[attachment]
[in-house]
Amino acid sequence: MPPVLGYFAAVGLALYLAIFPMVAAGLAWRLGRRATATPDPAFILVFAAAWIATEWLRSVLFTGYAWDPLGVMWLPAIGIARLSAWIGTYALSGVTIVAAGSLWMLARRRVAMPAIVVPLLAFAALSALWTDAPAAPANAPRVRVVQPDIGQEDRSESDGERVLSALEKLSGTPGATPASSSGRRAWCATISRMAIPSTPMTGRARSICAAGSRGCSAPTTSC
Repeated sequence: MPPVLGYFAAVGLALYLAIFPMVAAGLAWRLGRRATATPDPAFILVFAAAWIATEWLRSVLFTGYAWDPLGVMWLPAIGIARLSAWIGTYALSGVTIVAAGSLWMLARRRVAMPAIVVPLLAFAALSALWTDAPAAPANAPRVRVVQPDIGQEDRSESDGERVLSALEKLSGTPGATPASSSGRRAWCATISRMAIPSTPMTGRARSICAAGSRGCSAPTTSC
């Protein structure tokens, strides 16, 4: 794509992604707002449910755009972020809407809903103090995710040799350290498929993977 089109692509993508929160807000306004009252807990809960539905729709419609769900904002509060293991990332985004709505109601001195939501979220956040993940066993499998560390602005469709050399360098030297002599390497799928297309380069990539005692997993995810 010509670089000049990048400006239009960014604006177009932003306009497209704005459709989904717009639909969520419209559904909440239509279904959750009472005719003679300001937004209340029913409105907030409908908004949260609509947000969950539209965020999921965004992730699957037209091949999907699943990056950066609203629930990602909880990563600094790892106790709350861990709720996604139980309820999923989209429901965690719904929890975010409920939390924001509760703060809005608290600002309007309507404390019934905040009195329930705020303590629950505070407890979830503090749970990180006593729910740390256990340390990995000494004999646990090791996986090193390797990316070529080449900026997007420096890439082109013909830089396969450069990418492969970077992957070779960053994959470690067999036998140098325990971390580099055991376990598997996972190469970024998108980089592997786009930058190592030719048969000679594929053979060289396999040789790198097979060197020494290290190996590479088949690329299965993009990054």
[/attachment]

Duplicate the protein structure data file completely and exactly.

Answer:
[in-house]
Amino acid sequence: MPPVLGYFAAVGLALYLAIFPMVAAGLAWRLGRRATATPDPAFILVFAAAWIATEWLRSVLFTGYAWDPLGVMWLPAIGIARLSAWIGTYALSGVTIVAAGSLWMLARRRVAMPAIVVPLLAFAALSALWTDAPAAPANAPRVRVVQPDIGQEDRSESDGERVLSALEKLSGTPGATPASSSGRRAWCATISRMAIPSTPMTGRARSICAAGSRGCSAPTTSC
Repeated sequence: MPPVLGYFAAVGLALYLAIFPMVAAGLAWRLGRRATATPDPAFILVFAAAWIATEWLRSVLFTGYAWDPLGVMWLPAIGIARLSAWIGTYALSGVTIVAAGSLWMLARRRVAMPAIVVPLLAFAALSALWTDAPAAPANAPRVRVVQPDIGQEDRSESDGERVLSALEKLSGTPGATPASSSGRRAWCATISRMAIPSTPMTGRARSICAAGSRGCSAPTTSC
């Protein structure tokens, strides 16, 4: 794509992604707002449910755009972020809407809903103090995710040799350290498929993977 089109692509993508929160807000306004009252807990809960539905729709419609769900904002509060293991990332985004709505109601001195939501979220956040993940066993499998560390602005469709050399360098030297002599390497799928297309380069990539005692997993995810 010509670089000049990048400006239009960014604006177009932003306009497209704005459709989904717009639909969520419209559904909440239509279904959750009472005719003679300001937004209340029913409105907030409908908004949260609509947000969950539209965020999921965004992730699957037209091949999907699943990056950066609203629930990602909880990563600094790892106790709350861990709720996604139980309820999923989209429901965690719904929890975010409920939390924001509760703060809005608290600002309007309507404390019934905040009195329930705020303590629950505070407890979830503090749970990180006593729910740390256990340390990995000494004999646990090791996986090193390797990316070529080449900026997007420096890439082109013909830089396969450069990418492969970077992957070779960053994959470690067999036998140098325990971390580099055991376990598997996972190469970024998108980089592997786009930058190592030719048969000679594929053979060289396999040789790198097979060197020494290290190996590479088949690329299965993009990054």